Departments of Dermatology, Hashima City Hospital, Hashima and Gifu University School of Medicine, Gifu, Japan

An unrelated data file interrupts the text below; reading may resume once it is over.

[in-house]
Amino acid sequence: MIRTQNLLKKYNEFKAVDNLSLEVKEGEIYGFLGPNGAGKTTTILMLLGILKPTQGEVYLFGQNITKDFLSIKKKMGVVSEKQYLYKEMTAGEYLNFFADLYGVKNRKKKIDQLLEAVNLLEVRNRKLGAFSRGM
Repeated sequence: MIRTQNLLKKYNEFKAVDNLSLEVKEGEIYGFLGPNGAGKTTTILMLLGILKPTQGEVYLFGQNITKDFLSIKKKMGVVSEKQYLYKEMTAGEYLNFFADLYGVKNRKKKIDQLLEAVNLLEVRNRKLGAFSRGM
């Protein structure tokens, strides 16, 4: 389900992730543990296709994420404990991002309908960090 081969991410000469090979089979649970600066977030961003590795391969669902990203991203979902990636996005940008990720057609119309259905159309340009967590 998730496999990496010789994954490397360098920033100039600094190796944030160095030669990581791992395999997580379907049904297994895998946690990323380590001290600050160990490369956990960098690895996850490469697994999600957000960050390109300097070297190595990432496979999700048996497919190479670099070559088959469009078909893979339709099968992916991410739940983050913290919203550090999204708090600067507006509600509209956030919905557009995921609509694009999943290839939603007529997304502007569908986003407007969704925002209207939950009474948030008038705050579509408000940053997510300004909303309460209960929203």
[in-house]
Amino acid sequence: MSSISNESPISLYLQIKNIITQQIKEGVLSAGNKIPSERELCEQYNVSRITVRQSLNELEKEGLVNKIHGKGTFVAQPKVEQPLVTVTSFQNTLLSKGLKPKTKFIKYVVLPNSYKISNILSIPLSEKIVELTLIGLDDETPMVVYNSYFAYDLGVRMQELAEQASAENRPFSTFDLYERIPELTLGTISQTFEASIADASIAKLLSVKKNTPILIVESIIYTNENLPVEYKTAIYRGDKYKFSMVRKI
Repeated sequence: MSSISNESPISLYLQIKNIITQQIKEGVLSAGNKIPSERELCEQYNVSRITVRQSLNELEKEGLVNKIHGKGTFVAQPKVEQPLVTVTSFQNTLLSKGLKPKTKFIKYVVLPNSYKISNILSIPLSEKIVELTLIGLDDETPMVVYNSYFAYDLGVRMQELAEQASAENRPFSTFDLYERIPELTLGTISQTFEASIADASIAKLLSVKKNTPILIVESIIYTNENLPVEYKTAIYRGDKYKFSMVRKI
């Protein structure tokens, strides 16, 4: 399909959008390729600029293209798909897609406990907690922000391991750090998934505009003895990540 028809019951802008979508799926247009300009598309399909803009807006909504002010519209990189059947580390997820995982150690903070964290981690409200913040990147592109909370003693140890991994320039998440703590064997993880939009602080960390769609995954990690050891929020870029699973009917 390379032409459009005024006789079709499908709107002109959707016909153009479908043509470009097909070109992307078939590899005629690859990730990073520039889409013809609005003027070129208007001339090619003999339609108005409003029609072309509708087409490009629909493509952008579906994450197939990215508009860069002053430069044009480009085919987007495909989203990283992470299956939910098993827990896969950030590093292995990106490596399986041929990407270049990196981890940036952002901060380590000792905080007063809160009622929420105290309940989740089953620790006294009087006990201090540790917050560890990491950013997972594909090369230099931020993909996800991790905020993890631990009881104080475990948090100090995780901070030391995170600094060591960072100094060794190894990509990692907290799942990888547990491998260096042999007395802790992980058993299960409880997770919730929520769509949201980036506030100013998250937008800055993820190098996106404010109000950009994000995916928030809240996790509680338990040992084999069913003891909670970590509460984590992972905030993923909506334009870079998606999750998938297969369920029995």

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A 61-year-old male presented with a 6-month history of a subcutaneous nodule on the left forehead, which had gradually enlarged. He had suffered from headaches from 20 days before the first visit. His medical history included hepatitis C virus infection. He had had no history of trauma in this area.Clinical examination showed a subcutaneous soft nodule, 15 × 15 mm in size, which was adjacent to the left superficial temporal artery (Fig. 1). Though this artery revealed strong pulsation, the nodule had neither pulsation nor tenderness. His headache was localized in the left temporal area. He had no complaints of fever or weakness. Clinically, these features suggested a pseudoaneurysm of the superficial temporal artery.We operated on him under local anesthesia. An incision through the skin and subcutaneous fat exposed a nodule located within the temporal muscle. The fine branches of the superficial temporal artery reached out to the nodule through the muscle. After ligation of the branches, we resected the nodule surrounded by muscular tissue. Histopathology showed the proliferation of mature adipose cells embedded in muscular fibers. These cells had no nuclear pleomorphism or mitoses (Fig. 2). The tumor tissue contained partial fibrosis and some muscular fiber bundles scattered between the adipose cells (Fig. 3). Intramuscular lipoma within the temporal muscle was diagnosed.His headache was reduced after the operation, and he has had no recurrence of the tumor for 16 months. The relationship between the tumor and his headache was unknown.